(First in a series)
Pentecost was a high holy day, and it was recommended that all travel to Jerusalem to celebrate the feast. Peter and the rest of the apostles, as well as Mary and a number of other women were in attendance.
It was a nice spring morning, a perfect day for a picnic. Little kids were playing with their pets. A few older children were playing marbles and some were even trying to fly their kites. But the air was too calm and they never got off the ground.
Mingled among the chirping and tweets of the birds were many strange accents and words in languages I could not understand. I recognized a business client, a trader who had the unfortunate nickname of "Latro," which means thief. I never learned his real name. He traveled widely in his business, so I asked him if he recognized any of the groups or could understand what they were saying.
"I do," Latro responded enthusiastically. "I know that group is from Cappadocia. There's another bunch from Cyrene. That group came from Libya in North Africa. I think there are even people from Egypt and Crete, and Greeks and Romans and even Asians."
Their different languages created a global panoply of sounds. I liked the cosmopolitan atmosphere and was convinced that deep philosophical concepts were under discussion. I wished I could take part and possibly learn something.
I thought perhaps Latro's travels might make him familiar with some of the languages involved.
"Do you have any idea what these people are talking about?" I asked him. "It must be really important."
"I hate to disappoint you," he said, "but they're mainly talking about the weather." He laughed. "As if they can do anything about it!"
A boring subject, I thought. It was indeed a nice day: Mild temperature, clear sky, little wind, no threat of rain. Hardly worth talking about. But then it changed dramatically.
It was barely noticeable at first. Nobody felt the slight freshening of the wind.
But after just a few minutes the kids with the kites yelled their excitement. Try as they might, they had not launched a single craft, yet now they were beginning to take off.
The pleasant zephyrs lifting the kites seemed harmless, yet the kids kept tight hands on the strings that tethered them to their crafts. The kids stared at their toys in the sky, reminding me of the apostles as Jesus ascended into the clouds.
My pleasant reverie was rudely shattered as a gale-force gust blasted out of nowhere.
"What's going on?" someone shouted. People looked up only to see a cloudless blue sky. The wind blustered wildly, with threatening and ever-increasing velocity. Kids started crying, their kites suddenly out of control. One little tyke, grasping the cord with all his might, was actually lifted off the ground.
"Let it go!" his dad shouted. He did, and broke into tears as it floated away. Moms started gathering up their little ones and heading for home. Dust filled our eyes. A hurried exodus began.
Just as I thought the wind had reached its peak a massive squall lifted me off my feet. The ear-shattering roar of the wind drowned out even the shrieks and yells of the terrified crowd. I tried to stand but the wind drove me to my knees. Helpless, I lifted my arms in prayer.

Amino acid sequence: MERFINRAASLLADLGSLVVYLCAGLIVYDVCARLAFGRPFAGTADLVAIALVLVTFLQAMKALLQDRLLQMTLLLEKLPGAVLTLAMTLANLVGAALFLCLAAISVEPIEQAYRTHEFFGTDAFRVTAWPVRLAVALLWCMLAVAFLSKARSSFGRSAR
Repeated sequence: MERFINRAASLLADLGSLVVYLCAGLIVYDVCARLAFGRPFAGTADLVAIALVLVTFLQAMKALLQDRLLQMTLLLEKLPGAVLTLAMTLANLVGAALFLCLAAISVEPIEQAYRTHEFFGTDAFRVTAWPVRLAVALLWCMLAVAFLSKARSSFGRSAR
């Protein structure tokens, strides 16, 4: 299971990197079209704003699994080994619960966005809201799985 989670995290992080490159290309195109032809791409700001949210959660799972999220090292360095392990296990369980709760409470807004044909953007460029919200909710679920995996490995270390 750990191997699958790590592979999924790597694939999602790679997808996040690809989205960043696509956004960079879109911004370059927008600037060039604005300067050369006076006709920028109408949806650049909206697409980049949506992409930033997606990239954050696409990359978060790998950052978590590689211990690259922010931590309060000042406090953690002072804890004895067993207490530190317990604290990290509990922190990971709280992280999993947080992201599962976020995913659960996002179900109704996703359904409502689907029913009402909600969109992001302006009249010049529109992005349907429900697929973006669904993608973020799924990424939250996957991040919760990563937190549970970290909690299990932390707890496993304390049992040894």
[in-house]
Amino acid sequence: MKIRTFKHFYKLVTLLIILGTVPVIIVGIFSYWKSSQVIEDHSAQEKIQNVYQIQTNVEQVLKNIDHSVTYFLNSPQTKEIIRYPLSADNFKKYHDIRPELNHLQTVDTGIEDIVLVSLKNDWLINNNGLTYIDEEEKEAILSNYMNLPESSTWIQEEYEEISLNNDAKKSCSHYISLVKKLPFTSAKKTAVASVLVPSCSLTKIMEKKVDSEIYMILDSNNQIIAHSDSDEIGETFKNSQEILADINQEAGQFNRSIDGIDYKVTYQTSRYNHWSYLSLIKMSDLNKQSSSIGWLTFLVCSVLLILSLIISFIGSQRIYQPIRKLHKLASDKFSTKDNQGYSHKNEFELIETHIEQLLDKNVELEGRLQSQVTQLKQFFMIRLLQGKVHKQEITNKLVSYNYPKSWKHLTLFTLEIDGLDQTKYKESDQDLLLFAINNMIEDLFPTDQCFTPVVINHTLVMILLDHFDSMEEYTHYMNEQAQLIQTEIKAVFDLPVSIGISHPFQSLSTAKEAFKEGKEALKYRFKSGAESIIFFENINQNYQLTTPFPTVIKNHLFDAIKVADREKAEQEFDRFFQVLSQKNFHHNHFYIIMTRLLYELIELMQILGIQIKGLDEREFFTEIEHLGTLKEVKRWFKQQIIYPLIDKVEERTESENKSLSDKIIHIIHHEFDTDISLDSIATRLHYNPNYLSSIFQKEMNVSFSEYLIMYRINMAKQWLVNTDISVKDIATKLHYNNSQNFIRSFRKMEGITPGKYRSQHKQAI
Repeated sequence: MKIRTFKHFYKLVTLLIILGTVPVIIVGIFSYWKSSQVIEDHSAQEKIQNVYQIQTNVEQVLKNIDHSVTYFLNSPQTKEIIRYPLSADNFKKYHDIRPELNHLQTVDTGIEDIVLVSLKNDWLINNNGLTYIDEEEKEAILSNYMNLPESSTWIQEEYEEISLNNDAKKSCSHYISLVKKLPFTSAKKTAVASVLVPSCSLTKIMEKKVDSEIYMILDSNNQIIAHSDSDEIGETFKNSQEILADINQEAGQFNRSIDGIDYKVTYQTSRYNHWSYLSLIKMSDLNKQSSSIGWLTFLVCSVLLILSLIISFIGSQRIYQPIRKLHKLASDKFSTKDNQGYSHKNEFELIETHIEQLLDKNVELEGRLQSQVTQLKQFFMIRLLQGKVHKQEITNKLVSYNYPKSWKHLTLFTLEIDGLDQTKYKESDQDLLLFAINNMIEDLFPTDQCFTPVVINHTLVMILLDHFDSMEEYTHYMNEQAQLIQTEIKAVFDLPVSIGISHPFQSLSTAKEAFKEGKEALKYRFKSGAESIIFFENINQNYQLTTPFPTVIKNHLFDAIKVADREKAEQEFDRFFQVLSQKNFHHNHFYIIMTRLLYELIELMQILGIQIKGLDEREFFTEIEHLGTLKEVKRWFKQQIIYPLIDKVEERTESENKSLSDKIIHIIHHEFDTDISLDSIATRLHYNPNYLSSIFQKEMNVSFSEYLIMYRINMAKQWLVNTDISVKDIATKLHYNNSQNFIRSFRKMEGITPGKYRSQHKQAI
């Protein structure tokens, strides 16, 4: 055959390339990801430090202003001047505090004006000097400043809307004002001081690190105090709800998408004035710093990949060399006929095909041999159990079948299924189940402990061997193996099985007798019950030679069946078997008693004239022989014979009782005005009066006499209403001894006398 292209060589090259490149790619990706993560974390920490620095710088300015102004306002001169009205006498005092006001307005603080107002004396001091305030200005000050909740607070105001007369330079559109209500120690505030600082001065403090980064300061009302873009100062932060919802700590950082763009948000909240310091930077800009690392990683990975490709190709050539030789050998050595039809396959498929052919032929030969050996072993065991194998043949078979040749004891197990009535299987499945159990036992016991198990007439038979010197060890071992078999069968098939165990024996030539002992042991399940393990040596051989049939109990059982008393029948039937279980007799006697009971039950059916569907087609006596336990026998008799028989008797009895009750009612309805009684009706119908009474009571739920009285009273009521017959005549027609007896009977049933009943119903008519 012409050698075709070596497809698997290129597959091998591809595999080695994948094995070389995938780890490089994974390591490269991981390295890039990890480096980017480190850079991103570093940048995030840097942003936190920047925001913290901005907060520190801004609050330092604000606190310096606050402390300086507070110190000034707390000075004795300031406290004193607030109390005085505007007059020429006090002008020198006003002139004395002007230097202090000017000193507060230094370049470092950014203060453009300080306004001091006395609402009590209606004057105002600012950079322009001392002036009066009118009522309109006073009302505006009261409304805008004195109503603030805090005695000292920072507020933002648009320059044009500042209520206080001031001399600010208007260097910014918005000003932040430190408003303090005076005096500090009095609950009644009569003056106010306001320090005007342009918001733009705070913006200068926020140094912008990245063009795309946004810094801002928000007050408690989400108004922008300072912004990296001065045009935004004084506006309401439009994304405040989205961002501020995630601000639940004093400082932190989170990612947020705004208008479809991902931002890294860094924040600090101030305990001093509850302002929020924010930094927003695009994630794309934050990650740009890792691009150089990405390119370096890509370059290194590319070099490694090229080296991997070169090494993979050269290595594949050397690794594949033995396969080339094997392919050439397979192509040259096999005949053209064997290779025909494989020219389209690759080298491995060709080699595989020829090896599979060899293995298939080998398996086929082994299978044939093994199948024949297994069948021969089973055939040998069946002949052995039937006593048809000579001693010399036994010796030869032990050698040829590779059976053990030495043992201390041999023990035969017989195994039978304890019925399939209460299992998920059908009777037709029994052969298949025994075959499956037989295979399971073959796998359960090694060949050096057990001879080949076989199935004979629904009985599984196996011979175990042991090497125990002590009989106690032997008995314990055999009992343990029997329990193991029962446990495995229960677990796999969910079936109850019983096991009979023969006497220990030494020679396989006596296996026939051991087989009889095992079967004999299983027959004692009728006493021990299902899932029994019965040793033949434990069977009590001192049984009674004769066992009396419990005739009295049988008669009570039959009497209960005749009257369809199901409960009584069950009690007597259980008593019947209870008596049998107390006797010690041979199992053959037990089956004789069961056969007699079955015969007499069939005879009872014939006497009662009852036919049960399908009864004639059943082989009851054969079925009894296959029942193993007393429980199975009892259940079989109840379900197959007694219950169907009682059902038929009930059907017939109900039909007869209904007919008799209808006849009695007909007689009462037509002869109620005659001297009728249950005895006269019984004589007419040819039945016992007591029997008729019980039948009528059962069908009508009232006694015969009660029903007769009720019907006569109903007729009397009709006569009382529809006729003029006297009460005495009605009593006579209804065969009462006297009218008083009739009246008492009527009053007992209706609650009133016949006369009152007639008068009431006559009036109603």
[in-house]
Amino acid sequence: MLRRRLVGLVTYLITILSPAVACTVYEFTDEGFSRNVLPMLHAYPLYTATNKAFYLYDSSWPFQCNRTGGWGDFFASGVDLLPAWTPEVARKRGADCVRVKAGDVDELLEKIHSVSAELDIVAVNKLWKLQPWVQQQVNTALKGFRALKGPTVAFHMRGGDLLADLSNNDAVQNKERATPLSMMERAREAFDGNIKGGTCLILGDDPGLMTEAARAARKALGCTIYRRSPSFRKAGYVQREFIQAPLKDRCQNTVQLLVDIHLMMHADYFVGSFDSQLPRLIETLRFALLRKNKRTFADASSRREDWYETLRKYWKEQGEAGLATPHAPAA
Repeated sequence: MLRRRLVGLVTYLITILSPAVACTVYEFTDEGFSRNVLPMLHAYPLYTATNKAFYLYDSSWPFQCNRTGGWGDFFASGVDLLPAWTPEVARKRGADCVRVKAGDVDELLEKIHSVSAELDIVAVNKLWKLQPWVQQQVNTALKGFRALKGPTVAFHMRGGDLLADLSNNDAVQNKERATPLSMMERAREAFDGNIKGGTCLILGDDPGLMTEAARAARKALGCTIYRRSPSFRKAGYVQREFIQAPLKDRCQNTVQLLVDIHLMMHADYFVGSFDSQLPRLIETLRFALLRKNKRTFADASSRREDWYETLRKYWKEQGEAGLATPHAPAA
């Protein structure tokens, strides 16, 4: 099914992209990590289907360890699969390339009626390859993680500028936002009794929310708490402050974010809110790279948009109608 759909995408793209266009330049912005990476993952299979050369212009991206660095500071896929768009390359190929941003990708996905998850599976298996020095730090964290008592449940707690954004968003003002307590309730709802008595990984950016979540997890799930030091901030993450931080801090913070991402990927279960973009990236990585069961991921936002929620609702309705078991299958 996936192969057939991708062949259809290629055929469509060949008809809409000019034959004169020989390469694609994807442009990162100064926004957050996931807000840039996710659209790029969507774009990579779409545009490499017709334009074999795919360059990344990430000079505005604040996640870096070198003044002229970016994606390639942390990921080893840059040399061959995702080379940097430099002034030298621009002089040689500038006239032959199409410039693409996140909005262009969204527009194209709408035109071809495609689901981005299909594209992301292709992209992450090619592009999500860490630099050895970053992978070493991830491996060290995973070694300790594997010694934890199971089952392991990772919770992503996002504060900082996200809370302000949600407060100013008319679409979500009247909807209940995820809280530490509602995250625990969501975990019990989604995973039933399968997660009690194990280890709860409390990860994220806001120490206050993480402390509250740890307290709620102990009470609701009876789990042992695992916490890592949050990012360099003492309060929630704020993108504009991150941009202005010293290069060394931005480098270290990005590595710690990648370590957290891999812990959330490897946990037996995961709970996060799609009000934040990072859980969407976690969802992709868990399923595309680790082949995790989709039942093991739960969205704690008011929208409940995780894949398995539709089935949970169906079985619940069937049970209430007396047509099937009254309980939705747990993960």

And then it stopped.
The sudden silence, broken only by the sobbing of the children, was unnerving.
Smiles of relief began to appear on faces young and old. We were safe, grateful there were no casualties.
Songbirds returned to the trees and renewed their singing. Crows cawed their displeasure. We basked in the quiet and peaceful stillness. But the eerie tranquility created a worrisome anticipation.
"It's too quiet," someone said. A nervous twittering confirmed the crowd's anxiety.
As we waited nervously, my eyes were drawn to a brilliant speck of light in the western sky. How odd, I thought, a shooting star in daytime. Foolishly, I stared at it until my eyes burned. It continued to grow in size and intensity. I looked away as it came sizzling to earth with incredible speed!
Then the sun itself exploded. The day became intensely bright. The heat was scorching. Leaves began to whither. I expected the entire world to burst into flame.
Screams filled the air. People fell to the ground. They started running. They didn't know where they were going. They just ran.
The massive inferno split into individual blazing spears. Screaming as they sped to earth, they rammed into the house where the apostles were staying.
I covered my ears in fear of the coming explosion, but it never happened. The house shone with an unearthly glow, but amazingly, it was unscathed. The halo of light surrounding it slowly faded and the day became calm and cool again.
No one spoke. It seemed our brains had been fried. But then everybody started talking at once. Dozens of different languages filled the air, all unintelligible to my ears. The trees renewed their greenery. The birds sang.
My thoughts turned to Mary and the apostles, trapped in that glowing house. All incinerated like twigs in a morning fire.
I rushed toward the house, where I expected to find the charred remains of the wonderful people I had come to know and love.
(Note: This article is adapted from The Big Tent, by Dave Mishur, which has recently been published by Liberty Hill and is available on Amazon and other online retailers, and can be ordered at any bookstore.)